Child Care Arrangements in Urban and Rural Areas. Out-of-Pocket Expenses

06/30/2008

In addition to providing descriptions of child care arrangements, the NHES also shows the amount of out-of-pocket expenses paid by their families.  Unlike the expenses shown on some surveys, the amounts shown on the NHES represent the amount the families paid for each child, instead of the total amount the families paid for all children in the household.[12]

As shown in Figure 6, urban children were more likely than rural children to be in families that made out-of-pocket contributions toward the cost of their care; 62 percent of rural children and 68 percent of urban children lived in families that made out-of-pocket payments for child care.[13]  Rural children were also less likely to live in families that made high out-of-pocket contributions toward the price of care.  For example, compared to rural children with employed mothers, urban children with employed mothers were more than twice as likely to live in families contributing at least $100 weekly and were more than three times as likely to live in families that contributed at least $150 weekly towards the price of their care when they participated in non-parental care (see Figure 7).


Figure 6:
Percent of Children Age 0 to 5 and Not Yet in Kindergarten
in Weekly Non-Parental Care Arrangements
Whose Families Make Payments Toward the Cost of Their Care

Figure 6

  ** Urban/rural difference = p < 0.05
*** Urban/rural difference = p < 0.01


Figure 7:
Percent Distribution of Children Age 0 to 5 and Not Yet in Kindergarten
in Categories Based on Out-of-Pocket Fees Paid by the Families Toward Their Weekly Child Care Expenses

(Restricted to Children with Employed Mothers)

Figure 7

  ** Urban/rural difference = p < 0.05
*** Urban/rural difference = p < 0.01


Table 1 and Table 2 provide additional NHES tabulations on the price of child care in urban and rural areas by showing the average hourly and weekly out-of-pocket expenses for children that lived in families that contributed at least part of the costs of care.  Compared to fees paid by families in urban areas, average fees paid were smaller across all types of care arrangements in rural areas.  For example, the average hourly amount paid per child for rural children was $0.79 per hour lower for relative care, $1.55 per hour lower for non-relative care, and $.98 per hour lower in center programs than average payments for urban children.  The average fees paid for rural children also remained smaller than urban children when examining payments made by different types of families, as shown in Table 2.  For example, the families of urban children with employed mothers paid $.94 more per hour for child care than families of rural children.


Table 1:
Average Hourly Out-of-Pocket Expenses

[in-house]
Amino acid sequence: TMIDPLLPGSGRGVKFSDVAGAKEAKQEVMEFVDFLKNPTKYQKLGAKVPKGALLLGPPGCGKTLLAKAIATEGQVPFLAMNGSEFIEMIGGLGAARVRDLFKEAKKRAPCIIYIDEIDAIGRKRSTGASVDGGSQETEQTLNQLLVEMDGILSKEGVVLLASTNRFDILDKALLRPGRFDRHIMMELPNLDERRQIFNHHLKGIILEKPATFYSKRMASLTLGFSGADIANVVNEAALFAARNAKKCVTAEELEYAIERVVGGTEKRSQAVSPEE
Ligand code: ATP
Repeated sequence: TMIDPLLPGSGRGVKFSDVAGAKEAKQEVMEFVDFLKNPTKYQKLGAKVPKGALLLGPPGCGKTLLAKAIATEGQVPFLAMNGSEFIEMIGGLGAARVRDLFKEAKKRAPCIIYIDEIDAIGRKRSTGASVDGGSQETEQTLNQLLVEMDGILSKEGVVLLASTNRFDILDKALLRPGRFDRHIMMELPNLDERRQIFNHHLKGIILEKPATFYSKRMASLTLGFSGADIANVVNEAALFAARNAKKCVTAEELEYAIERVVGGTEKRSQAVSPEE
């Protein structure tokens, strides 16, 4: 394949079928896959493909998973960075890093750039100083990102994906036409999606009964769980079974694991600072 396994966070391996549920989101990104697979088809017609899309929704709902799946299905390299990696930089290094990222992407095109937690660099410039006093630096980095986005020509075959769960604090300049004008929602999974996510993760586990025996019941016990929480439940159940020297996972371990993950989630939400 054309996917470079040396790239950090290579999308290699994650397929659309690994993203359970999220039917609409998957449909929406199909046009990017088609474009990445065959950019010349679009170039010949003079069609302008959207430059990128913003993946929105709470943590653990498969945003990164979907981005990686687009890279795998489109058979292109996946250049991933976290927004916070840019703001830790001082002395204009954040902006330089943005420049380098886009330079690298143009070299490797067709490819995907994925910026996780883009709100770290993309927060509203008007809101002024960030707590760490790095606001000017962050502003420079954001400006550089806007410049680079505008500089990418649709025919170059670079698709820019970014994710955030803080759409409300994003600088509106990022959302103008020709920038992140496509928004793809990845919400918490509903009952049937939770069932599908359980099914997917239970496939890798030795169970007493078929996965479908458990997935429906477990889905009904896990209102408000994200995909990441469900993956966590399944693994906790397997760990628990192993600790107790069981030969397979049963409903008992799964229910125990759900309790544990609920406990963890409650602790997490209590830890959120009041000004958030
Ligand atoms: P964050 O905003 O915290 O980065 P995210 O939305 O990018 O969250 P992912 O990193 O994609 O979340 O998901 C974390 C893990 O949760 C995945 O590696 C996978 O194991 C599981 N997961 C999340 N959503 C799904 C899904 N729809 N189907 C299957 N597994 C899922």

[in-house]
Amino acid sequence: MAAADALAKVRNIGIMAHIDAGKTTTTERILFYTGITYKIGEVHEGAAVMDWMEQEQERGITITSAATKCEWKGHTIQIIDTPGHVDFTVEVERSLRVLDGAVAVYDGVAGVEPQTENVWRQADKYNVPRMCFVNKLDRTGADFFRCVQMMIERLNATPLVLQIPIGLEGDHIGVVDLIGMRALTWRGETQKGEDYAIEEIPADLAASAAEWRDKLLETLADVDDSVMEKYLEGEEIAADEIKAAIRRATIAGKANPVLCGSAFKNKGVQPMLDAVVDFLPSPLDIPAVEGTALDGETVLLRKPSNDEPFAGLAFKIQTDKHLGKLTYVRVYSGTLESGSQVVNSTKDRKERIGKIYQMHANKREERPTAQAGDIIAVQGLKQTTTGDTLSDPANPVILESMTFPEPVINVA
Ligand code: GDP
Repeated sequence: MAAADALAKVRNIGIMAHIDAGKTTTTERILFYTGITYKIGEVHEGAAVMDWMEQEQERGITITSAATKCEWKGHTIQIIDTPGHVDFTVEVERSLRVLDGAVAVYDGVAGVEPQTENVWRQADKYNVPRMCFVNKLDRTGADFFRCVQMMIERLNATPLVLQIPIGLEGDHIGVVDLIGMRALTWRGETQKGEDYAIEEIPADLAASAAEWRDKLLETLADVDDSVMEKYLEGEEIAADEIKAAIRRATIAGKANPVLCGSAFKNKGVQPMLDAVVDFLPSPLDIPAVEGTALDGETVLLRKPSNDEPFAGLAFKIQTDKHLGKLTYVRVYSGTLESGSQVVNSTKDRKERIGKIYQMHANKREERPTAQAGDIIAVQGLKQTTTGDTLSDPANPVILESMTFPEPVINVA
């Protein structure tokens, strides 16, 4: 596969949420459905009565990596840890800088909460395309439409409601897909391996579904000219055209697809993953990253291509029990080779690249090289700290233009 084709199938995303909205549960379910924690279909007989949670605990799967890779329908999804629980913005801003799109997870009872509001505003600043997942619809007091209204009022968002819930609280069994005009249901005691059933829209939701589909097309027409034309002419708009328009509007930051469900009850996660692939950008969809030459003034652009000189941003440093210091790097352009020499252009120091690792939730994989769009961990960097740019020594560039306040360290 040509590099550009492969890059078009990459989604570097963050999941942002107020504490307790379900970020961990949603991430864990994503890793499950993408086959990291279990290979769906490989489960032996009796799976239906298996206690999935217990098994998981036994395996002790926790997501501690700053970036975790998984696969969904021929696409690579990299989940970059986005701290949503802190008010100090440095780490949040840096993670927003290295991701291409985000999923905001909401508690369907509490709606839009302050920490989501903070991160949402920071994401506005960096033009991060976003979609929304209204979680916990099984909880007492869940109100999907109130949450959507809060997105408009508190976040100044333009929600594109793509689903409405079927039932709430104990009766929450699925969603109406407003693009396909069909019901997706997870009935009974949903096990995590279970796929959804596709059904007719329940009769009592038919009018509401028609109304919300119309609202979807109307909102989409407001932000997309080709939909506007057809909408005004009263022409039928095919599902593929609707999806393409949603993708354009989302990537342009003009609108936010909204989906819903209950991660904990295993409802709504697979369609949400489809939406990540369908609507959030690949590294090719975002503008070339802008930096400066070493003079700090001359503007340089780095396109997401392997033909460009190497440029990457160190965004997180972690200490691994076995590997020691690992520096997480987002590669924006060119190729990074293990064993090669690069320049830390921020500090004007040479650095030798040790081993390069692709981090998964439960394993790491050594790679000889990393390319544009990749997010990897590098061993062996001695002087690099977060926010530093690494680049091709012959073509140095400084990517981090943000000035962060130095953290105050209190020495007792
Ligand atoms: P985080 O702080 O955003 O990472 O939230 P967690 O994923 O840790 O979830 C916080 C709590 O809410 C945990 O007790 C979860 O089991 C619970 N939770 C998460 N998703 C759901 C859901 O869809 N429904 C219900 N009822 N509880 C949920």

Paid per Child Age 0 to 5 and
Not yet in Kindergarten for
Weekly Non-Parental Care
[14]

   Urban   Rural  U.S. Total
Hourly Expenses
Relative** $2.51 $1.72 $2.34
Non-Relative*** $4.13 $2.58 $3.73
Center Program*** $4.17 $3.19 $4.00

  ** Urban/rural difference = p < 0.05
*** Urban/rural difference = p < 0.01


Table 2:
Average Weekly and Hourly Out-of-Pocket Expenses
Paid Per Child Age 0 to 5 and
Not yet in Kindergarten for
Weekly Non-Parental Care

   Urban   Rural  U.S. Total
Hourly Expenses
All Children*** $3.53 $2.50 $3.32
Children with Employed Mothers*** $3.42 $2.48 $3.22
Children with Employed Single Mothers** $2.04 $1.47 $1.96
Weekly Expenses
All Children*** $88.12 $63.79 $83.19
Children with Employed Mothers*** $97.74 $70.05 $91.87
Children with Employed Single Mothers** $68.23 $51.81 $65.87

  ** Urban/rural difference = p < 0.05
*** Urban/rural difference = p < 0.01


[12]  In some cases, parents reported expenses for more than one child.  In these circumstances, out-of-pocket expenses were calculated by dividing the total payments by the number of children for whom care was paid.  If a child received care in more than one arrangement, the costs of each arrangement were summed to obtain a total weekly dollar amount. Costs per hour were obtained by dividing the total weekly cost paid by the total number of hours children spent in all arrangements in a week.

[13]  The percentages shown in Figure 6 may be higher than percentages reported in other studies because they include only children that participated in weekly non-parental care.  Children are excluded if they did not participate in non-parental care.

[14]  The averages presented here include all children that received non-parental care and lived in families that made out-of-pocket payments toward the cost of care, regardless of whether or not the children’s parents were employed.

View full report

Preview
Download

"report.pdf" (pdf, 115.11Kb)

Note: Documents in PDF format require the Adobe Acrobat Reader®. If you experience problems with PDF documents, please download the latest version of the Reader®